By Richard E. Wainerdi (Eds.)
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C5). Possibly (but improbably unless the solar wind does not in fact reach the Moon's surface), heavier gases residual from any primitive atmosphere which may have existed at one time, and originally-contained gases which have leaked out from the below-surface regions of the Moon, and which may perhaps still be leaking out through diffusion and/or volcanism, will also be present. Sputtering due to proton bombardment by the solar wind, and vaporization of surface material from meteorite impact, may also contribute substantially to its atmosphere, especially in the case of oxygen, wherever surface soils and rocks are composed of oxygen-compounds like terrestrial igneous rock or stony meteorites in composition.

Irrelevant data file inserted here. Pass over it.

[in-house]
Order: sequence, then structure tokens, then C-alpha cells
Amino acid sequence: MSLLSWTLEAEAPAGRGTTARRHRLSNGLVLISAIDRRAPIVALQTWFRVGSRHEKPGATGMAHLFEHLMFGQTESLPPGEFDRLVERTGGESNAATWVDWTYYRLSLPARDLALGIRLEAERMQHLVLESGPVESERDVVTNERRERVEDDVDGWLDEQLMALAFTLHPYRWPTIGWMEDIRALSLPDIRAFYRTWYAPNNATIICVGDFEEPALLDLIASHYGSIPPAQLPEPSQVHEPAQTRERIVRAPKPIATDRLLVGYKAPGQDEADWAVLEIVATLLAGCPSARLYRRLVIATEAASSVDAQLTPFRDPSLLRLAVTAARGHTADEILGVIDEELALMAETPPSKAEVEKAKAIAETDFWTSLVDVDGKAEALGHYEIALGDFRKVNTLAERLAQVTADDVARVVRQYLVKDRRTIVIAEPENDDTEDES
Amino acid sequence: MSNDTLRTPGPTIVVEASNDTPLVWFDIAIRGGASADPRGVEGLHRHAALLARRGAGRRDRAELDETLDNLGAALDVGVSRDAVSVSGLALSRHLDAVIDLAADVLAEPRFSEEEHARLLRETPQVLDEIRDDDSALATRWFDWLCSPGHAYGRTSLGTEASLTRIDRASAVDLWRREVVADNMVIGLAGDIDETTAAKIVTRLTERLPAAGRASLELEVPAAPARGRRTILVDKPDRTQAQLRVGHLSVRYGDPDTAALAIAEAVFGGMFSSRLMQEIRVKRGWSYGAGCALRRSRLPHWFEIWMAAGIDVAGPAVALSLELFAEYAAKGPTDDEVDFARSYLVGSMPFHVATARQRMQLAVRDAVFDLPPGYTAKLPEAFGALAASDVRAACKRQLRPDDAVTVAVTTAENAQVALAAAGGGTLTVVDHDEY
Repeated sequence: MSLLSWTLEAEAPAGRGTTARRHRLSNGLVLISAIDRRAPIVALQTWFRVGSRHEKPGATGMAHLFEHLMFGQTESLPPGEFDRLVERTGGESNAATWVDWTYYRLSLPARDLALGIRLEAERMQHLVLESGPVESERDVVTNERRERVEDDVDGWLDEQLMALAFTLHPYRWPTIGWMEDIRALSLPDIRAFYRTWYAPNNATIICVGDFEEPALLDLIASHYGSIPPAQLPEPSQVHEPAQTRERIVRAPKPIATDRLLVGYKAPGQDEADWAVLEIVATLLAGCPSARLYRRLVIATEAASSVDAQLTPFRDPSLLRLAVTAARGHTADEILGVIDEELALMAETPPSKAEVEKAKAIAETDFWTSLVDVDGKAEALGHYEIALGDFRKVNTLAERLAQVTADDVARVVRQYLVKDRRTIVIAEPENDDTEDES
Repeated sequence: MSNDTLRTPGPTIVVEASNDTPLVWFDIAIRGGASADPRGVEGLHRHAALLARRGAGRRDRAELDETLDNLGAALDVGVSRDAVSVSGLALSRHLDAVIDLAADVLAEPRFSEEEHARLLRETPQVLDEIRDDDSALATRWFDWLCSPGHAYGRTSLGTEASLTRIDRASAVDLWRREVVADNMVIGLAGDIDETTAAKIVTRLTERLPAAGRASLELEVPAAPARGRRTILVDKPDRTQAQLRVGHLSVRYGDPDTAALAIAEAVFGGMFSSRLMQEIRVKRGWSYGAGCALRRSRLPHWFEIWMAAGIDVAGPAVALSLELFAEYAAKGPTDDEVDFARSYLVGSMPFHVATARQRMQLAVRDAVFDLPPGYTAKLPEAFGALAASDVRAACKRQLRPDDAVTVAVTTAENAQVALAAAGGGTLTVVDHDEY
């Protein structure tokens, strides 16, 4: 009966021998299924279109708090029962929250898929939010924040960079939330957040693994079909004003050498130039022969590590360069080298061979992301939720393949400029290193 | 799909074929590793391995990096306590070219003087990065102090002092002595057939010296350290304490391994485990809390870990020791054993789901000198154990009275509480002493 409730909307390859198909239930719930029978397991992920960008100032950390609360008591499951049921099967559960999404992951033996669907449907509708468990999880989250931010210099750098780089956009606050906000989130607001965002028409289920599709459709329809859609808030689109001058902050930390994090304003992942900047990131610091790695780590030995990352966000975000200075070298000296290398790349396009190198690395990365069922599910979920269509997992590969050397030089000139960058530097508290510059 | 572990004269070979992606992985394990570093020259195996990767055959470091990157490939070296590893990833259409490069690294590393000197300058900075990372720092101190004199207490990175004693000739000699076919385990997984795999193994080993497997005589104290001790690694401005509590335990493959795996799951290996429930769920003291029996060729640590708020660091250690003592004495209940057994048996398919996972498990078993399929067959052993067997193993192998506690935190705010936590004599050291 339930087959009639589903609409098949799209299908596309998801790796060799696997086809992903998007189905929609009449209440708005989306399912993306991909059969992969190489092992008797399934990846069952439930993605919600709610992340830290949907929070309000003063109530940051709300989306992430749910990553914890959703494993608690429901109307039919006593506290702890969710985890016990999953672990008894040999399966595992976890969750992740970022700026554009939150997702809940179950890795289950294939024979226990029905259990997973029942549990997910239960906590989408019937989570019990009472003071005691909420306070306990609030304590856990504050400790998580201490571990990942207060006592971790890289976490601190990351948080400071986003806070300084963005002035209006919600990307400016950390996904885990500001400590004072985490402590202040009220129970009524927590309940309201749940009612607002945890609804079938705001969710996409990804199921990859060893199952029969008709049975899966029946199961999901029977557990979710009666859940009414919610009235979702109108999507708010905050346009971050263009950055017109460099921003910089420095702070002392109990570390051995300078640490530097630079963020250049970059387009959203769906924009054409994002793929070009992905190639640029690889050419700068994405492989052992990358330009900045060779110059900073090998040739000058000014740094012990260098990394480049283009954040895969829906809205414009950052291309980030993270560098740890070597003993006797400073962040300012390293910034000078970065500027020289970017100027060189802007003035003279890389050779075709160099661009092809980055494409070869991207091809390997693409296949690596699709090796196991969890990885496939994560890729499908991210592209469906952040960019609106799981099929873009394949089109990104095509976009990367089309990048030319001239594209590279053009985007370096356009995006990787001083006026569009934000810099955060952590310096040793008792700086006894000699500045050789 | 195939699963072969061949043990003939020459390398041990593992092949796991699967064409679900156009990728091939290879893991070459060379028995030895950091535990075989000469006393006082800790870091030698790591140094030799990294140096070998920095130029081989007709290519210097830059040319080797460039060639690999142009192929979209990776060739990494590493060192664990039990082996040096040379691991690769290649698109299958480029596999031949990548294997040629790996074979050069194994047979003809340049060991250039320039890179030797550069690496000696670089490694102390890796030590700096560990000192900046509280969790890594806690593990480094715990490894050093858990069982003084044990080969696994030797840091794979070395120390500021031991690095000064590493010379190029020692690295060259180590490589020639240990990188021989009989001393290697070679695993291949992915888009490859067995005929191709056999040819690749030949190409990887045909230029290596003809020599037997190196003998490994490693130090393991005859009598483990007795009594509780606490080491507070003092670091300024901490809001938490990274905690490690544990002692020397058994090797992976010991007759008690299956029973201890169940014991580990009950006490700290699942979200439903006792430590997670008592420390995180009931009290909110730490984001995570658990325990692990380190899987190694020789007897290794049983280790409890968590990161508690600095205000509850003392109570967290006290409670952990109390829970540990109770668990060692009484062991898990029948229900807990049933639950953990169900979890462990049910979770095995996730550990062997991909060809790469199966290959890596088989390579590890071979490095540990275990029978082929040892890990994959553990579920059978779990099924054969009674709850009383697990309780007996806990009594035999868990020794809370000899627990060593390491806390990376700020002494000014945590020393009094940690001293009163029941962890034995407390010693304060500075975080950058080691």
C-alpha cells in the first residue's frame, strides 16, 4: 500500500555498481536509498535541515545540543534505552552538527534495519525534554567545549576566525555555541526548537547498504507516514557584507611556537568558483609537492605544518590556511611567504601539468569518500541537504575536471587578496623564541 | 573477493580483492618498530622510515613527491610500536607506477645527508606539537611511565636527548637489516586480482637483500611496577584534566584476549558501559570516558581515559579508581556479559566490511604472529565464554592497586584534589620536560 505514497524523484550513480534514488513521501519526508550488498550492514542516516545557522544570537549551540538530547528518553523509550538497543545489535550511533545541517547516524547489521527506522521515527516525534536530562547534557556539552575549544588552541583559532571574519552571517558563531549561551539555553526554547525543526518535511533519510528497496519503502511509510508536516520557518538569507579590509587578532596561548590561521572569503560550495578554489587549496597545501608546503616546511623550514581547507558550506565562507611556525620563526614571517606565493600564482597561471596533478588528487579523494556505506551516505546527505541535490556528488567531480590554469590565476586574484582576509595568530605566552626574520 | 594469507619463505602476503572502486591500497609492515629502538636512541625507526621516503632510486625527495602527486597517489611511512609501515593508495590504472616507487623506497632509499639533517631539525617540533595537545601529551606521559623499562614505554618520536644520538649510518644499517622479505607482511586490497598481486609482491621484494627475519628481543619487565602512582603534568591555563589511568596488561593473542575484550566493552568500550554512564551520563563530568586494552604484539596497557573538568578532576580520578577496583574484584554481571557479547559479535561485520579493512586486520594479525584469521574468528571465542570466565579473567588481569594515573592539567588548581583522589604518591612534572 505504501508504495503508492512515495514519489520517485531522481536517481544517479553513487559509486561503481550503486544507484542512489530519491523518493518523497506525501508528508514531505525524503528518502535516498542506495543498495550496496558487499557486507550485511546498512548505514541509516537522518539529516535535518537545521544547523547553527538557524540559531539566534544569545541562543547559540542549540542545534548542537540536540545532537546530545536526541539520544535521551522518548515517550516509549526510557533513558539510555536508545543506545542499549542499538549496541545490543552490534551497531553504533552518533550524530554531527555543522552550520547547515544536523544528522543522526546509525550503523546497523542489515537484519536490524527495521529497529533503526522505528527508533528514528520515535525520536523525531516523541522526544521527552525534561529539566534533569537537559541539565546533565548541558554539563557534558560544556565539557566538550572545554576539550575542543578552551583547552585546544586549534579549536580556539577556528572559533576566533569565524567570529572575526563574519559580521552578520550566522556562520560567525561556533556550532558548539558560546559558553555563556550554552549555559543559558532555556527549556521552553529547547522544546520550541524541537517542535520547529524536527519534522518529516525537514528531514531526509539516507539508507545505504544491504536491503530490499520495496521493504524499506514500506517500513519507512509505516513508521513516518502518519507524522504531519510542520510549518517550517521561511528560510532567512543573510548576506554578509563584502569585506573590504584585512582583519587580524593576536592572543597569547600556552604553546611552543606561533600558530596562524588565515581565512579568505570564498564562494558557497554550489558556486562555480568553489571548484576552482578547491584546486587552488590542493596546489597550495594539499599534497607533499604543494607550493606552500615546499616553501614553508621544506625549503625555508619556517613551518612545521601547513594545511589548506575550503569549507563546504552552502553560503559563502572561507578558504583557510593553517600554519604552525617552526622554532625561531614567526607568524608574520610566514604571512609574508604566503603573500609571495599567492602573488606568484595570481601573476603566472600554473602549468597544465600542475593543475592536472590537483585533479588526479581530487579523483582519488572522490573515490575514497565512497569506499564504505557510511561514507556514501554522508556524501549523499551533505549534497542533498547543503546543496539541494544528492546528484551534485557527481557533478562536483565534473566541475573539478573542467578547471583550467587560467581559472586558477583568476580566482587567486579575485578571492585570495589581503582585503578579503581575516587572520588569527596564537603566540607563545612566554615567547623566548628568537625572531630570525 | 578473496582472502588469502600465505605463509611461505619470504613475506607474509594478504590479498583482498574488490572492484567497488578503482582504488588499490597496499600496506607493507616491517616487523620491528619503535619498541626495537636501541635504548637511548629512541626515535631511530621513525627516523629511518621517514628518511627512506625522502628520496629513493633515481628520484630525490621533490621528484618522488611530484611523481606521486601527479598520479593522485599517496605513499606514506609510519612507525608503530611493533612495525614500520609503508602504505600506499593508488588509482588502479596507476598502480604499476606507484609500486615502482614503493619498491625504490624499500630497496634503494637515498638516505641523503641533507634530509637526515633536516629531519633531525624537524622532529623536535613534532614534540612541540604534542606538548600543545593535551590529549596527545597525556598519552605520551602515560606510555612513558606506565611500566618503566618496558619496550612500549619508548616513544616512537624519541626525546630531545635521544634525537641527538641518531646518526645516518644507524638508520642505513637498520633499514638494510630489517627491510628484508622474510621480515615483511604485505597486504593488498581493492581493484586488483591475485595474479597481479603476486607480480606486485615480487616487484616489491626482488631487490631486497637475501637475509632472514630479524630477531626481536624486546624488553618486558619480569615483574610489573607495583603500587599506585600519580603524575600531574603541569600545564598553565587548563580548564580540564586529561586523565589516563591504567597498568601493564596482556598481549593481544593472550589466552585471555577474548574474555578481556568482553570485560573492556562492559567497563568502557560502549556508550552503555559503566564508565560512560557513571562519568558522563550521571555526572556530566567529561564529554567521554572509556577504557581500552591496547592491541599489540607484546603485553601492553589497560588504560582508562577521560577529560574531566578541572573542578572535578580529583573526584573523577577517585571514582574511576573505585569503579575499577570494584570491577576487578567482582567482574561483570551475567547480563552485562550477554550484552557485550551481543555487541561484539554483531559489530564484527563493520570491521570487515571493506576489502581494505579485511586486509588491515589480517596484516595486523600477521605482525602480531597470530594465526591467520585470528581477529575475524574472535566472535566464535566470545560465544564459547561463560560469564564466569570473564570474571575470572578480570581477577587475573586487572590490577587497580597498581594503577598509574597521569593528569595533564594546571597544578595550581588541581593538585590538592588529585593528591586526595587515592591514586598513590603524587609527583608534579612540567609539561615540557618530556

The geochemistry group recommended, for example, that two mass spectrometers be taken along on the proposed Mission AAP-2 to Copernicus, one to be a hand-carried exploration tool and the other to be emplaced for a long-term experiment with a life of at least 1 year. , mentioned above would have, as a means of selecting important samples for return to the Lunar Receiving Laboratory at Houston for terrestrial analysis: 1. To investigate and sample large, recent-impact crater sites. 2. To search for samples of very old lunar rocks.
Are not known in advance; a "traverse" sampling technique will yield valuable information on the rock's texture and grain size as well as on its total composition. In view of the fact that analyses of markedly better quality can be made on Earth using returned samples, and excluding use of the Moon as a laboratory to test unmanned probe apparatus intended for more distant missions, under "field" conditions, for astronaut use, is there still a need for a lunar surface composition analyzer? C4).
Analytical Chemistry in Space by Richard E. Wainerdi (Eds.)